One consequence of having kids with food allergies, and who can eat basically only one grain, is that we take a hit when the price of that grain spikes. Given the role of rice as a worldwide staple for so much of the planet’s population, supply disruptions or crop failures in one part of the world can ripple through to impact the prices of grain we buy from California. For that reason, we try to maintain a prudent supply of bulk rice at our house, packed and stored securely to keep out moisture and rodents, as a hedge against price fluctuations. If the cost jumps temporarily, as it did during a panic in early 2008, we’re not over a barrel. We have some flexibility to wait the market out.

We’ve been concerned for some time now about the reckless behavior of the Federal Reserve, and its massive printing of money through “quantitative easing,” and the impact this could have on commodity prices. Oil is now over $90 per barrel, and we’re all seeing the effects at the gas pump. Agricultural commodities have been rising significantly as well; you can see that for yourself by checking prices at the Chicago Board of Trade. But here’s a more personal anecdote: a month or two back, the woman who manages the local grain elevator told me that so many farmers around here have tried to cash in on soaring commodity prices, by bringing loads of corn and soybeans to the local elevator, the elevator ran out of capacity. They actually had to turn farmers away, or send them on to other elevators. But it was obviously a problem for everybody.

Anyway, Bloomberg reports that agricultural commodities, including rice, likely won’t be coming down in price any time soon:

While gold “may go down for awhile,” the metal is “going to go over $2,000 in this decade,” [Jim] Rogers [chairman of Rogers Holdings], who owns gold, silver and rice, said today during a presentation to business executives in Chicago. Gold touched a record $1,432.50 an ounce in New York on Dec. 7. The price closed today at $1,387.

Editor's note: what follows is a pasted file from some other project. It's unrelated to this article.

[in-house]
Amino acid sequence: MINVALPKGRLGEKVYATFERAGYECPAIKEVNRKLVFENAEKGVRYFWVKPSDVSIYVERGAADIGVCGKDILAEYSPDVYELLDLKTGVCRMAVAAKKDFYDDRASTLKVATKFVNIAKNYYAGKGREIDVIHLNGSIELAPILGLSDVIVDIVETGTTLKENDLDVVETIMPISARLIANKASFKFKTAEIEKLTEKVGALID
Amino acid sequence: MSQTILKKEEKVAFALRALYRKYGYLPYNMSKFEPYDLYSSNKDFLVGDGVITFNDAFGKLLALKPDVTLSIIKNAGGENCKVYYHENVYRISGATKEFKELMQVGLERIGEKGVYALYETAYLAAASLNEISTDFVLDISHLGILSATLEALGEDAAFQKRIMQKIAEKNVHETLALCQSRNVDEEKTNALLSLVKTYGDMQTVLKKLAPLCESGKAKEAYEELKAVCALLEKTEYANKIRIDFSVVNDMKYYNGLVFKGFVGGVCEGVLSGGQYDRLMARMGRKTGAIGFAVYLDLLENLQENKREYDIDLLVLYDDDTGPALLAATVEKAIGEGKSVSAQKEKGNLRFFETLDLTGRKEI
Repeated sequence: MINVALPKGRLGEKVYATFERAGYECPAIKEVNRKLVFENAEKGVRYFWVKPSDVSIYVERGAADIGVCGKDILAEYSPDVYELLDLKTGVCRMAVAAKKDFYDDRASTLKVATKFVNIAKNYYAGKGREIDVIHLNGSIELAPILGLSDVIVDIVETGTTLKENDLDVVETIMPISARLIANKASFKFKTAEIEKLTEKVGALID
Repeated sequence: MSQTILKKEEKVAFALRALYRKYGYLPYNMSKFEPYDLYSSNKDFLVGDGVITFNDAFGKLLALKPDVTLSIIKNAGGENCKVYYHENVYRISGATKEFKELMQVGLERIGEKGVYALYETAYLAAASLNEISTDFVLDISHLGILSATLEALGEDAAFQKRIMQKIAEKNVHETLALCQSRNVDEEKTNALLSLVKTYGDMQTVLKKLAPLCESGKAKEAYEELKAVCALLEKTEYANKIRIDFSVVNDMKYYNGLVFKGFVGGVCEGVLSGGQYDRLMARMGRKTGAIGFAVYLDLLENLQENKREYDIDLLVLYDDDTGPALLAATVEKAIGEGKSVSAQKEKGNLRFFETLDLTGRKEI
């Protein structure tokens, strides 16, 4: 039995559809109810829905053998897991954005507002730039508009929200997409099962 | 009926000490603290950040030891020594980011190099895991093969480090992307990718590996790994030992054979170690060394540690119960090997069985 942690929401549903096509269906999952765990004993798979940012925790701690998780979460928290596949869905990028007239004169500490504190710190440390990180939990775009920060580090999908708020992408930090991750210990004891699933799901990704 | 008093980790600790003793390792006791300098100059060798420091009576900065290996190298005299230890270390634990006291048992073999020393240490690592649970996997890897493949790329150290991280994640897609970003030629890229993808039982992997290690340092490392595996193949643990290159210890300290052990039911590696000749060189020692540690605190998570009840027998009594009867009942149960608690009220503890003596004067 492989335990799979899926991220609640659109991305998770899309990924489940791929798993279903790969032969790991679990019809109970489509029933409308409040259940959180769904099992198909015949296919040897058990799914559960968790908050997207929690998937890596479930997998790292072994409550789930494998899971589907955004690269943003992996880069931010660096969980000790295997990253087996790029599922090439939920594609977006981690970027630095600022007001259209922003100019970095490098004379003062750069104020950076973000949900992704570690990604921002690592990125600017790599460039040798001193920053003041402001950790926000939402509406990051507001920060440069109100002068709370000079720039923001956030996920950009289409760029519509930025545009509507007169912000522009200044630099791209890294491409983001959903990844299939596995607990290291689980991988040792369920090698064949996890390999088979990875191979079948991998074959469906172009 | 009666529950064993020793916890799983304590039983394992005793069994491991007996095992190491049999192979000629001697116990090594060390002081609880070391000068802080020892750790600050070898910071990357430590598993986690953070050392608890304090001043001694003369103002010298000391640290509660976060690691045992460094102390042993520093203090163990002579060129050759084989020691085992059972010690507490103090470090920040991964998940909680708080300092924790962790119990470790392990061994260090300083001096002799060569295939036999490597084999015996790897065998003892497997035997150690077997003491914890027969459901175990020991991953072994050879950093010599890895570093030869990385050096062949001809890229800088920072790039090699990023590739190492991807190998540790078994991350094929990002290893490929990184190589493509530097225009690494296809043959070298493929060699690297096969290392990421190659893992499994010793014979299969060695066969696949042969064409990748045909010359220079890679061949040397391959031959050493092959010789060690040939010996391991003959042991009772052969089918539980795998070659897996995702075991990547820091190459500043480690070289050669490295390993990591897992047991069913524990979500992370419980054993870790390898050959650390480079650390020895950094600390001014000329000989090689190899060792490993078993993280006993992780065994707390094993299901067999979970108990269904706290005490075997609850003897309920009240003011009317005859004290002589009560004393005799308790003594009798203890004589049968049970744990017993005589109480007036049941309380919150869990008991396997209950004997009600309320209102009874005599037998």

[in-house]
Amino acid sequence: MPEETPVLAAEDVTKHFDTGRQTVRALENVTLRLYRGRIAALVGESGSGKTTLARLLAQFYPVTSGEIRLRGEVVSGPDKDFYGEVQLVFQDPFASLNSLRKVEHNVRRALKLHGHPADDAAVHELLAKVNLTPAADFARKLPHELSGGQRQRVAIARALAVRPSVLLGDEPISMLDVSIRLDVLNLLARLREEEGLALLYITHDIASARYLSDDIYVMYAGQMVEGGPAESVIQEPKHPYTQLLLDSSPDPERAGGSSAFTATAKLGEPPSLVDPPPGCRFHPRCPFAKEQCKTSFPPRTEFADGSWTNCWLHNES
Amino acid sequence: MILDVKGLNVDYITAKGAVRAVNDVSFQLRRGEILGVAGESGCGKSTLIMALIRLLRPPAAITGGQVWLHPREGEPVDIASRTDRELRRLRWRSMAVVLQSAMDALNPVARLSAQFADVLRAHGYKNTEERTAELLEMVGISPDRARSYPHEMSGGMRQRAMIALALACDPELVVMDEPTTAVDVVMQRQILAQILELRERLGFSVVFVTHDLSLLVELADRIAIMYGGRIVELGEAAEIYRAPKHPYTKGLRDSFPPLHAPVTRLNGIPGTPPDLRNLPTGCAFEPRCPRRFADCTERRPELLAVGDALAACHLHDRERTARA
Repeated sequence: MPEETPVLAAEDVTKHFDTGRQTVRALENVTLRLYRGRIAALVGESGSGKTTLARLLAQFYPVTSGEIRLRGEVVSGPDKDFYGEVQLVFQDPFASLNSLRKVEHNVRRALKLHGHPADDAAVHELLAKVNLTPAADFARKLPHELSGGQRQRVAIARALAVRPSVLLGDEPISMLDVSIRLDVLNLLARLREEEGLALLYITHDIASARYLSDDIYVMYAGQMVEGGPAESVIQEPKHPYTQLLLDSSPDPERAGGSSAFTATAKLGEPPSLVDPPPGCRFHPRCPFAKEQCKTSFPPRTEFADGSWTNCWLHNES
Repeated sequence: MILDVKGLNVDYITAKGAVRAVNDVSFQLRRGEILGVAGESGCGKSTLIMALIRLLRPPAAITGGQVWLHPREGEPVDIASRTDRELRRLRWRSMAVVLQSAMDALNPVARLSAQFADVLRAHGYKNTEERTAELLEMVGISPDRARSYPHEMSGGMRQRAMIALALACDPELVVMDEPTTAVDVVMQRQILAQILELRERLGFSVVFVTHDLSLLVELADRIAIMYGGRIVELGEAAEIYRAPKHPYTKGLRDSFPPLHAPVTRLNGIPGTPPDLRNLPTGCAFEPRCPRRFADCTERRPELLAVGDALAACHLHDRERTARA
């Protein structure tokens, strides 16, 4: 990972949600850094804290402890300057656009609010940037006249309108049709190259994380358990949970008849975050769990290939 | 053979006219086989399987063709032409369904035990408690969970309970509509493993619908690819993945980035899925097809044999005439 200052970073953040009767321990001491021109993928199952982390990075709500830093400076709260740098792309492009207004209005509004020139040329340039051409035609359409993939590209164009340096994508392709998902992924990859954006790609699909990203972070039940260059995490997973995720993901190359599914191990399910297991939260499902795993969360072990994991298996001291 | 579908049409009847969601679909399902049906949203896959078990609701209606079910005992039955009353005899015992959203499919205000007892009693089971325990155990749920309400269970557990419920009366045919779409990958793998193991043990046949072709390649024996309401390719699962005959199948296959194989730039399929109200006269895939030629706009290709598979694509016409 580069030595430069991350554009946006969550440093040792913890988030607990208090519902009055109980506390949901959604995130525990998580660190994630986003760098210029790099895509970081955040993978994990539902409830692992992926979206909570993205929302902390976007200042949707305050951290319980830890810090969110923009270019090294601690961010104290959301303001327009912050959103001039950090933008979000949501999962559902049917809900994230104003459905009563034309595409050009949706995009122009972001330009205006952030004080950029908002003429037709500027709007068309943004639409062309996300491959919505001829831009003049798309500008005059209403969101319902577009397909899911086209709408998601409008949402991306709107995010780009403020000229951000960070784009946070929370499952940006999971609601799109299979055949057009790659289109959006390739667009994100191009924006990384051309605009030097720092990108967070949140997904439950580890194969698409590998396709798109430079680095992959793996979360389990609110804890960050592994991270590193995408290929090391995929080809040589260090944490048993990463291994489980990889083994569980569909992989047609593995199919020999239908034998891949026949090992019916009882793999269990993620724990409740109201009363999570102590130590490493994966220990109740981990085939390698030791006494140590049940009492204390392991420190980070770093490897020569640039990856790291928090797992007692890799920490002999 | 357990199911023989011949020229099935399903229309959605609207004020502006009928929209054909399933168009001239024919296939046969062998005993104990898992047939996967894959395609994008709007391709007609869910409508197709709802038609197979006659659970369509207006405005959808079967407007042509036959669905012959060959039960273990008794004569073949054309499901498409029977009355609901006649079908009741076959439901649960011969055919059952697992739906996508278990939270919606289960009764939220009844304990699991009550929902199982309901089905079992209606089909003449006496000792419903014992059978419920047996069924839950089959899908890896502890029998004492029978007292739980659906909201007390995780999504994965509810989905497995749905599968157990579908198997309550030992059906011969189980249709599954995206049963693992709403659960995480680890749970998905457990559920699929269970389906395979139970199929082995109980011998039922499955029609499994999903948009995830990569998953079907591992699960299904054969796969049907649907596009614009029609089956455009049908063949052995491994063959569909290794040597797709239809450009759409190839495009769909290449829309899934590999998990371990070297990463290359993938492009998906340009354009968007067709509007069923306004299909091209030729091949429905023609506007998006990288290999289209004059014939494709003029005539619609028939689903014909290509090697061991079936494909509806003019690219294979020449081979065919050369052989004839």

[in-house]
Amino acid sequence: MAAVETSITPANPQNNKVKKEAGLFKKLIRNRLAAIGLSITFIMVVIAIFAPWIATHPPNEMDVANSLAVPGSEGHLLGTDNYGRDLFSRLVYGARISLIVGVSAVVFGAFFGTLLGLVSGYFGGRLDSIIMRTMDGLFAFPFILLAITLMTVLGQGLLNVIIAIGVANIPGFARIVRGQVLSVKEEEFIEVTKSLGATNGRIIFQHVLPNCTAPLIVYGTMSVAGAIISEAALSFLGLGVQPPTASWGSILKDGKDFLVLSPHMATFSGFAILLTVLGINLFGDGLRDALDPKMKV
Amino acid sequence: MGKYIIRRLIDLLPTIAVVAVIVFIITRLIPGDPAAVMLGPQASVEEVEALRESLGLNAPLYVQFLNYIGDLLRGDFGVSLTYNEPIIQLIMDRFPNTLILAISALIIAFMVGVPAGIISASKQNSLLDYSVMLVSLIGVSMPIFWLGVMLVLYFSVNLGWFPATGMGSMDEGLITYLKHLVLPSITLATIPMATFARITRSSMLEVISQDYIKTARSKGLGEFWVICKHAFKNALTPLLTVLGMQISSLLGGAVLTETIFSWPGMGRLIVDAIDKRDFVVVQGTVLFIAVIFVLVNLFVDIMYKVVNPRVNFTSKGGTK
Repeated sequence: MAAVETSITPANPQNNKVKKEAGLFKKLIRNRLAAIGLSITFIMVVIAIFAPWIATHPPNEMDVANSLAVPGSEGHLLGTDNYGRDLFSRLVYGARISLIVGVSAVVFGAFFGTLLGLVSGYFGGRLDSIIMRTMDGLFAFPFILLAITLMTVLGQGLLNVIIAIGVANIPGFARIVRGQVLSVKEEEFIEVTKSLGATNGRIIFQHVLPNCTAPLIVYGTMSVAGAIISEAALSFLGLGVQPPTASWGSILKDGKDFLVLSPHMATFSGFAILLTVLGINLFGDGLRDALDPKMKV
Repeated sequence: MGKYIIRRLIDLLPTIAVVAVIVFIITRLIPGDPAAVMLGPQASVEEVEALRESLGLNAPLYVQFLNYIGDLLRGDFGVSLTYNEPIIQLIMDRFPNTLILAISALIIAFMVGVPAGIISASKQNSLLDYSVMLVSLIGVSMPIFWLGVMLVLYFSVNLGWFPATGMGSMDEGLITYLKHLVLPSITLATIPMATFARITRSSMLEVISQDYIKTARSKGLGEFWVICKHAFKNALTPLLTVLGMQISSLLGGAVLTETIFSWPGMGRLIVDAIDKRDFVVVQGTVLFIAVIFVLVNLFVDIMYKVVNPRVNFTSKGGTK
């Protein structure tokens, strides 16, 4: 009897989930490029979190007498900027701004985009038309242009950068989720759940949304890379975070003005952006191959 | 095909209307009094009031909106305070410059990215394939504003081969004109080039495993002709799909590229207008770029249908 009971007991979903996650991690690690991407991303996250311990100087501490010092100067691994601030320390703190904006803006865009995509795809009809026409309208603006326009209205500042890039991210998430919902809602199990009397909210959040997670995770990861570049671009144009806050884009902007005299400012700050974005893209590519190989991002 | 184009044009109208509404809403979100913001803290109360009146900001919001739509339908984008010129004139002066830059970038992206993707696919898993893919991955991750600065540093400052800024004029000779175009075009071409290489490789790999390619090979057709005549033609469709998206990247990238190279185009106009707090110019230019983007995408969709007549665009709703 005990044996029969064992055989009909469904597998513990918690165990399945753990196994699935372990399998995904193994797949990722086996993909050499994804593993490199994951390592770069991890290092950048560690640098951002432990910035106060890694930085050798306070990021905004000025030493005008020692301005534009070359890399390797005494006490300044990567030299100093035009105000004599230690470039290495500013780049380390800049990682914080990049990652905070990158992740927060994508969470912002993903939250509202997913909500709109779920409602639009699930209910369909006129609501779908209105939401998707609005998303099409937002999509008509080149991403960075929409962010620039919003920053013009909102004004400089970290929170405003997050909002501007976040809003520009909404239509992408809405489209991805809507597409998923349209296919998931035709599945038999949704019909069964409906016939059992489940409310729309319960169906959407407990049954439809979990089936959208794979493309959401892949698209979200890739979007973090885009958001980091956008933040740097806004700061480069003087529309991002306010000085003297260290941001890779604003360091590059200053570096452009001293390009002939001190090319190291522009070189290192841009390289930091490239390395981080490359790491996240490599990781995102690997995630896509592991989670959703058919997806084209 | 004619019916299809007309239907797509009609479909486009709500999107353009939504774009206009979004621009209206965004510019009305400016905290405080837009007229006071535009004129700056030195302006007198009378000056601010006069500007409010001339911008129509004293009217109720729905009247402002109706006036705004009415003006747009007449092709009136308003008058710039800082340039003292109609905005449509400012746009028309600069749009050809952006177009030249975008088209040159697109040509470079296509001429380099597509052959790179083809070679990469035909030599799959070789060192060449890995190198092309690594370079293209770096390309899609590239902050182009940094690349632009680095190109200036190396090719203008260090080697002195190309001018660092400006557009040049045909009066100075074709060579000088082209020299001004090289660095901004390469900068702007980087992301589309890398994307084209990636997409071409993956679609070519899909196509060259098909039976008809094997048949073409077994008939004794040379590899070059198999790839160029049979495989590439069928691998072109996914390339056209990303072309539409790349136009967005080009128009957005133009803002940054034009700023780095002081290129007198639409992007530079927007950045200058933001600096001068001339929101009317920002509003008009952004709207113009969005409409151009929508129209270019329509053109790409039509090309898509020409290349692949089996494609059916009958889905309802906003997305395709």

I’d rather own rice,” Rogers said. “I’d rather own something that’s more depressed than gold.”

Agricultural commodities are “going to boom” as demand increases in developing markets, primarily in Asia, he said. All commodities will be supported by the weakening dollar, which is losing value because Federal Reserve Chairman Ben S. Bernanke is “printing money” by buying Treasuries in an effort to shore up the U.S. economy, Rogers said.

“Paper money is made of cotton, and I’m long cotton, by the way,” Rogers said. “One reason I’m long cotton is because Dr. Bernanke is out there running the printing presses as fast as he can.”

Rogers said he doesn’t own shares in U.S. companies and is short U.S. long-term treasury bonds. The Chinese renminbi may provide “almost sure profits over the next five to 10 years,” he said.

“In the future, it’s the stock broker who’s going to be driving the cabs,” Rogers said. “The smart stock brokers will learn to drive tractors, and drive them for the farmers, because the farmers will have the money.”

Needless to say, I’m grateful that Mrs. Yeoman Farmer laid in a good supply of rice at last year’s prices. We may try to get some more at our next co-op order. If there is some grain or other commodity that your family depends on, I’d recommend you think about investing in a good supply of it now while the prices are relatively reasonable. It wouldn’t surprise me if coffee prices, for example, increase significantly; coffee is produced almost exclusively overseas, and its prices can therefore be influenced by currency valuations. I personally can’t live without coffee, and for that reason have invested in a prudent supply from Sam’s Club. For most of us, this kind of practical move makes a lot more sense than trying to buy a commodity contract on the Chicago Board of Trade. There’s really no downside, other than the lost opportunity to invest the money in something else. Commodity prices certainly aren’t going to be decreasing. And we’re eventually going to consume these stored products anyway.

And for those of you who don’t yet have your own farm: note well the final portion of the Bloomberg excerpt above.